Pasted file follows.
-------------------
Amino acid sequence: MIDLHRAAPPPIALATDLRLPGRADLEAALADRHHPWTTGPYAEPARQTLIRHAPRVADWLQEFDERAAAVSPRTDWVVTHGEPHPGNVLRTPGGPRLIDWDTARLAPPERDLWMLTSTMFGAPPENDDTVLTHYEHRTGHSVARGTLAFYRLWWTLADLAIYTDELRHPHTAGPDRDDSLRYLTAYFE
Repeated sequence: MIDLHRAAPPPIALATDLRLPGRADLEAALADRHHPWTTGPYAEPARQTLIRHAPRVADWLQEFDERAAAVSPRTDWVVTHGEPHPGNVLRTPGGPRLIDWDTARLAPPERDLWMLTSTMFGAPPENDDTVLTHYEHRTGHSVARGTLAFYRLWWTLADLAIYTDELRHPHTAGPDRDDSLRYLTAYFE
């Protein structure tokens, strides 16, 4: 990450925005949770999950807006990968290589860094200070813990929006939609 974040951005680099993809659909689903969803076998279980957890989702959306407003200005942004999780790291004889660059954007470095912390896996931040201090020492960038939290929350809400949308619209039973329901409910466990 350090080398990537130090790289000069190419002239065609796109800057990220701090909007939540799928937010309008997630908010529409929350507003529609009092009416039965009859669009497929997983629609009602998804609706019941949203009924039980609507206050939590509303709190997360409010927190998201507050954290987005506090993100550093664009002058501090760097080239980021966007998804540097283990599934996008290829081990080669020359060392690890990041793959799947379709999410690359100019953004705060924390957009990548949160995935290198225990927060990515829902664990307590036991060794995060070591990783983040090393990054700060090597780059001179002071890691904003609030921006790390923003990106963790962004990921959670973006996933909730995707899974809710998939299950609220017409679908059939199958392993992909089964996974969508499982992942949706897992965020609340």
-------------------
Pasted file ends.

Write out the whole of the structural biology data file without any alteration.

Amino acid sequence: MIDLHRAAPPPIALATDLRLPGRADLEAALADRHHPWTTGPYAEPARQTLIRHAPRVADWLQEFDERAAAVSPRTDWVVTHGEPHPGNVLRTPGGPRLIDWDTARLAPPERDLWMLTSTMFGAPPENDDTVLTHYEHRTGHSVARGTLAFYRLWWTLADLAIYTDELRHPHTAGPDRDDSLRYLTAYFE
Repeated sequence: MIDLHRAAPPPIALATDLRLPGRADLEAALADRHHPWTTGPYAEPARQTLIRHAPRVADWLQEFDERAAAVSPRTDWVVTHGEPHPGNVLRTPGGPRLIDWDTARLAPPERDLWMLTSTMFGAPPENDDTVLTHYEHRTGHSVARGTLAFYRLWWTLADLAIYTDELRHPHTAGPDRDDSLRYLTAYFE
């Protein structure tokens, strides 16, 4: 990450925005949770999950807006990968290589860094200070813990929006939609 974040951005680099993809659909689903969803076998279980957890989702959306407003200005942004999780790291004889660059954007470095912390896996931040201090020492960038939290929350809400949308619209039973329901409910466990 350090080398990537130090790289000069190419002239065609796109800057990220701090909007939540799928937010309008997630908010529409929350507003529609009092009416039965009859669009497929997983629609009602998804609706019941949203009924039980609507206050939590509303709190997360409010927190998201507050954290987005506090993100550093664009002058501090760097080239980021966007998804540097283990599934996008290829081990080669020359060392690890990041793959799947379709999410690359100019953004705060924390957009990548949160995935290198225990927060990515829902664990307590036991060794995060070591990783983040090393990054700060090597780059001179002071890691904003609030921006790390923003990106963790962004990921959670973006996933909730995707899974809710998939299950609220017409679908059939199958392993992909089964996974969508499982992942949706897992965020609340």